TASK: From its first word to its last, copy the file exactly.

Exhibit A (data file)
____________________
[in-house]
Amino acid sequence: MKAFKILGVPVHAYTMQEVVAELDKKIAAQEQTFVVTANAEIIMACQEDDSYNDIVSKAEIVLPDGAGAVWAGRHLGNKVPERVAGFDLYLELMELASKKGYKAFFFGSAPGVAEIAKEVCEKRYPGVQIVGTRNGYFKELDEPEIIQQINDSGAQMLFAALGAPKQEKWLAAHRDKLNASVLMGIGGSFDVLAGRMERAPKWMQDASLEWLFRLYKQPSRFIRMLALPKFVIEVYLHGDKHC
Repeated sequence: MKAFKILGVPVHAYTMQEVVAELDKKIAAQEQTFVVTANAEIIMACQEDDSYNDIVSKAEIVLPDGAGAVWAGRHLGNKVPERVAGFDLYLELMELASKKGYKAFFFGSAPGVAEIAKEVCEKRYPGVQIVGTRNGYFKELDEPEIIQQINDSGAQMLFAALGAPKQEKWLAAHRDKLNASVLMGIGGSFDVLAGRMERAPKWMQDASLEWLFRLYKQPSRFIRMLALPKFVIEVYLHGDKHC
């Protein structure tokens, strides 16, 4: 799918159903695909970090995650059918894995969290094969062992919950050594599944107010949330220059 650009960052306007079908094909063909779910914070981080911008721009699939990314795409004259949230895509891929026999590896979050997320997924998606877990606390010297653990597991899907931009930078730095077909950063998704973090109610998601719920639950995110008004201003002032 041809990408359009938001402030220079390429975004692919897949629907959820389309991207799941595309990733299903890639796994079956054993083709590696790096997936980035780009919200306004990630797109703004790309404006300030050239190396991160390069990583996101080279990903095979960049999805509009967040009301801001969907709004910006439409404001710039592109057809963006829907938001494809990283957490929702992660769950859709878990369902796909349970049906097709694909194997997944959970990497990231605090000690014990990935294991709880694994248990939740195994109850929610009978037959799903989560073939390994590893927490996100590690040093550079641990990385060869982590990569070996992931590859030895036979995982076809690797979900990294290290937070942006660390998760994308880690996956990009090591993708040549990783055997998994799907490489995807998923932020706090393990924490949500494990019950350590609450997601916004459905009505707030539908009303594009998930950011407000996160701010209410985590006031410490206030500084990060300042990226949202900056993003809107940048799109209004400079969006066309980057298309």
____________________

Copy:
[in-house]
Amino acid sequence: MKAFKILGVPVHAYTMQEVVAELDKKIAAQEQTFVVTANAEIIMACQEDDSYNDIVSKAEIVLPDGAGAVWAGRHLGNKVPERVAGFDLYLELMELASKKGYKAFFFGSAPGVAEIAKEVCEKRYPGVQIVGTRNGYFKELDEPEIIQQINDSGAQMLFAALGAPKQEKWLAAHRDKLNASVLMGIGGSFDVLAGRMERAPKWMQDASLEWLFRLYKQPSRFIRMLALPKFVIEVYLHGDKHC
Repeated sequence: MKAFKILGVPVHAYTMQEVVAELDKKIAAQEQTFVVTANAEIIMACQEDDSYNDIVSKAEIVLPDGAGAVWAGRHLGNKVPERVAGFDLYLELMELASKKGYKAFFFGSAPGVAEIAKEVCEKRYPGVQIVGTRNGYFKELDEPEIIQQINDSGAQMLFAALGAPKQEKWLAAHRDKLNASVLMGIGGSFDVLAGRMERAPKWMQDASLEWLFRLYKQPSRFIRMLALPKFVIEVYLHGDKHC
């Protein structure tokens, strides 16, 4: 799918159903695909970090995650059918894995969290094969062992919950050594599944107010949330220059 650009960052306007079908094909063909779910914070981080911008721009699939990314795409004259949230895509891929026999590896979050997320997924998606877990606390010297653990597991899907931009930078730095077909950063998704973090109610998601719920639950995110008004201003002032 041809990408359009938001402030220079390429975004692919897949629907959820389309991207799941595309990733299903890639796994079956054993083709590696790096997936980035780009919200306004990630797109703004790309404006300030050239190396991160390069990583996101080279990903095979960049999805509009967040009301801001969907709004910006439409404001710039592109057809963006829907938001494809990283957490929702992660769950859709878990369902796909349970049906097709694909194997997944959970990497990231605090000690014990990935294991709880694994248990939740195994109850929610009978037959799903989560073939390994590893927490996100590690040093550079641990990385060869982590990569070996992931590859030895036979995982076809690797979900990294290290937070942006660390998760994308880690996956990009090591993708040549990783055997998994799907490489995807998923932020706090393990924490949500494990019950350590609450997601916004459905009505707030539908009303594009998930950011407000996160701010209410985590006031410490206030500084990060300042990226949202900056993003809107940048799109209004400079969006066309980057298309």